Chris Knight leads Legal & General Retail Retirement (LGRR) – one of the Group’s five divisions – where the focus is on helping individuals to lead longer, healthier and happier lives in retirement.
Together, Chris’s team help over half a million customers (aged between 55 and 107) to live their own ‘colourful retirements’, with a range of products and services including annuities, lifetime mortgages and care solutions.
LGRR is a proponent of inclusive capitalism. Key to this for the Retail Retirement division, is supporting the NHS and the Government to create a great system of long-term care. The first step in this new journey was investing in Care Sourcer, a free care matching service, which links people directly to providers.
Chris is a firm believer in the benefits of remaining connected and active in the community in later life. He is proud of the strategic partnership that Retail Retirement has with Royal Voluntary Service, to help encourage more retirees to volunteer their time and expertise for the benefit of others.
Chris is the L&G Group Customer Champion, ensuring the voice of the customer is represented throughout the business. Additionally, he is an advocate of the role technology can play in financial wellbeing, and is leading a programme on gamification and the use of AI to engage individuals, and ultimately encourage informed retirement decision-making. Chris is also leading on a programme investigating the experiences of the LGBT+ retirement community, particularly in care.
Chris is a listening volunteer for the Samaritans and a board member at CHS Group, a Cambridgeshire charitable housing association and social enterprise.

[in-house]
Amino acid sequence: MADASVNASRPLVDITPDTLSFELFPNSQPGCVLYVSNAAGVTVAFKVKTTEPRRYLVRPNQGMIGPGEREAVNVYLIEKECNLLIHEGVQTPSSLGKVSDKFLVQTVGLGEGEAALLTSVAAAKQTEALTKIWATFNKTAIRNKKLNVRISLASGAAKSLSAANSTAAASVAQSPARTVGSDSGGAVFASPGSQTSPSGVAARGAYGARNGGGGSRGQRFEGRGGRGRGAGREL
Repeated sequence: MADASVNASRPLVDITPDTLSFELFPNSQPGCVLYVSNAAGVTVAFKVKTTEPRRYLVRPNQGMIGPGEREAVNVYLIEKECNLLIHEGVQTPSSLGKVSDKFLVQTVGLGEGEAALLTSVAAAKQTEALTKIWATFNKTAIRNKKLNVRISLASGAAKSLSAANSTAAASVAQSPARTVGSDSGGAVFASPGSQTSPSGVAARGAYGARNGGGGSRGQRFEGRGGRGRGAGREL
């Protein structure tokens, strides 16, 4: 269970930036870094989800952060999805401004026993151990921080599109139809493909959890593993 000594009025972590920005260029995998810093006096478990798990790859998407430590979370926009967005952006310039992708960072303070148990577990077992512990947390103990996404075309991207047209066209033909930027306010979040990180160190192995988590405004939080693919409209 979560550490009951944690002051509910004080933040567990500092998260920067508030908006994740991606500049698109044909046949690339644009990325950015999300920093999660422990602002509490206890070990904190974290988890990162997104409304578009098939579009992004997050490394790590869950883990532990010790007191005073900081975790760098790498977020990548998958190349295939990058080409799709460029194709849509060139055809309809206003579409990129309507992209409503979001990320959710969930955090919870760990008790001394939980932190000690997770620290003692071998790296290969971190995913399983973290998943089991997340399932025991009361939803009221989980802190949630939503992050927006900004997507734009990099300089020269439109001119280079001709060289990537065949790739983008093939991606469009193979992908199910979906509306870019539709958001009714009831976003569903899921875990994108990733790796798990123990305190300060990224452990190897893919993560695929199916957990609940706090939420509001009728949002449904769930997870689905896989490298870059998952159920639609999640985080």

From his time as CEO of a life insurance joint venture in Taiwan, to actuarial consulting in Africa, Chris has worked in four continents, in a career spending more than three decades. He is a Fellow of the Institute and Faculty of Actuaries, and regularly speaks at conferences, both in the UK and abroad.
Chris has a first-class Economics degree from King’s College, Cambridge, and still lives in the university city with his wife Imogen and their two sons.
“People after 65 will have as many phases in their life as people during their youth or during their working age. They will have different needs at different times. At 65 they might want to continue working and not even think about retirement. At 75 they might want to travel, so they might need to free up some funds. At 85 they might need to pay for domestic care – again another change in finances. And at 95 they might want to live in a new environment better suited to their needs.
“Our job is to help them at all stages to live longer, healthier, happier lives. To enjoy a more colourful retirement.”